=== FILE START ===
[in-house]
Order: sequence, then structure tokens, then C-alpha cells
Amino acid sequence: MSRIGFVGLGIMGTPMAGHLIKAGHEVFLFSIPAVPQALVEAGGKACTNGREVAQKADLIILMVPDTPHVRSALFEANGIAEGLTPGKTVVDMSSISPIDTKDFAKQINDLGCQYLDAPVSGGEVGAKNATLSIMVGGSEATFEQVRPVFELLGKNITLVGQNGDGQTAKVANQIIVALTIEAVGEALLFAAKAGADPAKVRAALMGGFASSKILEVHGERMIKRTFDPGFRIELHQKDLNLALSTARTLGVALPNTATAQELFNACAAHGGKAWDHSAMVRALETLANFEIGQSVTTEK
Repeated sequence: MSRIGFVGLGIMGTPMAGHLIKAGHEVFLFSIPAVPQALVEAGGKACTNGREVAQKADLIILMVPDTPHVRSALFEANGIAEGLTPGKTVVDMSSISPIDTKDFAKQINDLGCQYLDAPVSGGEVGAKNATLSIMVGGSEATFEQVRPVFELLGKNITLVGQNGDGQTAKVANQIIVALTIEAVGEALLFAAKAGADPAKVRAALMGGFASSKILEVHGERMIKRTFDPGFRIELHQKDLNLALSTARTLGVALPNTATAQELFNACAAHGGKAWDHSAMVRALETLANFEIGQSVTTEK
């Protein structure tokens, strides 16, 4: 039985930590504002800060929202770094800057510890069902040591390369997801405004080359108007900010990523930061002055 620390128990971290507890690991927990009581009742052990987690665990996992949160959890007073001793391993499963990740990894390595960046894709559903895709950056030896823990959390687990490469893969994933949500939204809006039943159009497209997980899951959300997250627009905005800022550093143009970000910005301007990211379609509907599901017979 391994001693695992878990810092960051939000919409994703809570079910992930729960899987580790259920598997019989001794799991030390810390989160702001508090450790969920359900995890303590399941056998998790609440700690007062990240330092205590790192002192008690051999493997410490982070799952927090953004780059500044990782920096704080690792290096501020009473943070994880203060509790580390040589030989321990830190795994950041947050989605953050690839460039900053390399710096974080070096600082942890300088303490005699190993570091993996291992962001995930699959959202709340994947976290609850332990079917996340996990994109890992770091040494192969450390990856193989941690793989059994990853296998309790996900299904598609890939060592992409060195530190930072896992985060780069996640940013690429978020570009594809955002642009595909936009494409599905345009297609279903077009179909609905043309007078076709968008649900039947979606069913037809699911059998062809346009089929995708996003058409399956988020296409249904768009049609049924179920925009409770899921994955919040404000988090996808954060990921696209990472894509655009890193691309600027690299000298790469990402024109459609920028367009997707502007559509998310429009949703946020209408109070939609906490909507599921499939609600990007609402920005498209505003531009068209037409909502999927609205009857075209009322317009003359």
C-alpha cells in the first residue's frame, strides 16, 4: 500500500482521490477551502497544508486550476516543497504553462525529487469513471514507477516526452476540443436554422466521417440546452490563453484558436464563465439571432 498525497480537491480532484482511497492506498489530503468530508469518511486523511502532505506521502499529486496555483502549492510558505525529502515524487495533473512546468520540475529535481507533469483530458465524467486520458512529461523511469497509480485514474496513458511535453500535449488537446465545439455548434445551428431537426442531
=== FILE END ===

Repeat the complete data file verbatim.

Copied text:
[in-house]
Order: sequence, then structure tokens, then C-alpha cells
Amino acid sequence: MSRIGFVGLGIMGTPMAGHLIKAGHEVFLFSIPAVPQALVEAGGKACTNGREVAQKADLIILMVPDTPHVRSALFEANGIAEGLTPGKTVVDMSSISPIDTKDFAKQINDLGCQYLDAPVSGGEVGAKNATLSIMVGGSEATFEQVRPVFELLGKNITLVGQNGDGQTAKVANQIIVALTIEAVGEALLFAAKAGADPAKVRAALMGGFASSKILEVHGERMIKRTFDPGFRIELHQKDLNLALSTARTLGVALPNTATAQELFNACAAHGGKAWDHSAMVRALETLANFEIGQSVTTEK
Repeated sequence: MSRIGFVGLGIMGTPMAGHLIKAGHEVFLFSIPAVPQALVEAGGKACTNGREVAQKADLIILMVPDTPHVRSALFEANGIAEGLTPGKTVVDMSSISPIDTKDFAKQINDLGCQYLDAPVSGGEVGAKNATLSIMVGGSEATFEQVRPVFELLGKNITLVGQNGDGQTAKVANQIIVALTIEAVGEALLFAAKAGADPAKVRAALMGGFASSKILEVHGERMIKRTFDPGFRIELHQKDLNLALSTARTLGVALPNTATAQELFNACAAHGGKAWDHSAMVRALETLANFEIGQSVTTEK
């Protein structure tokens, strides 16, 4: 039985930590504002800060929202770094800057510890069902040591390369997801405004080359108007900010990523930061002055 620390128990971290507890690991927990009581009742052990987690665990996992949160959890007073001793391993499963990740990894390595960046894709559903895709950056030896823990959390687990490469893969994933949500939204809006039943159009497209997980899951959300997250627009905005800022550093143009970000910005301007990211379609509907599901017979 391994001693695992878990810092960051939000919409994703809570079910992930729960899987580790259920598997019989001794799991030390810390989160702001508090450790969920359900995890303590399941056998998790609440700690007062990240330092205590790192002192008690051999493997410490982070799952927090953004780059500044990782920096704080690792290096501020009473943070994880203060509790580390040589030989321990830190795994950041947050989605953050690839460039900053390399710096974080070096600082942890300088303490005699190993570091993996291992962001995930699959959202709340994947976290609850332990079917996340996990994109890992770091040494192969450390990856193989941690793989059994990853296998309790996900299904598609890939060592992409060195530190930072896992985060780069996640940013690429978020570009594809955002642009595909936009494409599905345009297609279903077009179909609905043309007078076709968008649900039947979606069913037809699911059998062809346009089929995708996003058409399956988020296409249904768009049609049924179920925009409770899921994955919040404000988090996808954060990921696209990472894509655009890193691309600027690299000298790469990402024109459609920028367009997707502007559509998310429009949703946020209408109070939609906490909507599921499939609600990007609402920005498209505003531009068209037409909502999927609205009857075209009322317009003359």
C-alpha cells in the first residue's frame, strides 16, 4: 500500500482521490477551502497544508486550476516543497504553462525529487469513471514507477516526452476540443436554422466521417440546452490563453484558436464563465439571432 498525497480537491480532484482511497492506498489530503468530508469518511486523511502532505506521502499529486496555483502549492510558505525529502515524487495533473512546468520540475529535481507533469483530458465524467486520458512529461523511469497509480485514474496513458511535453500535449488537446465545439455548434445551428431537426442531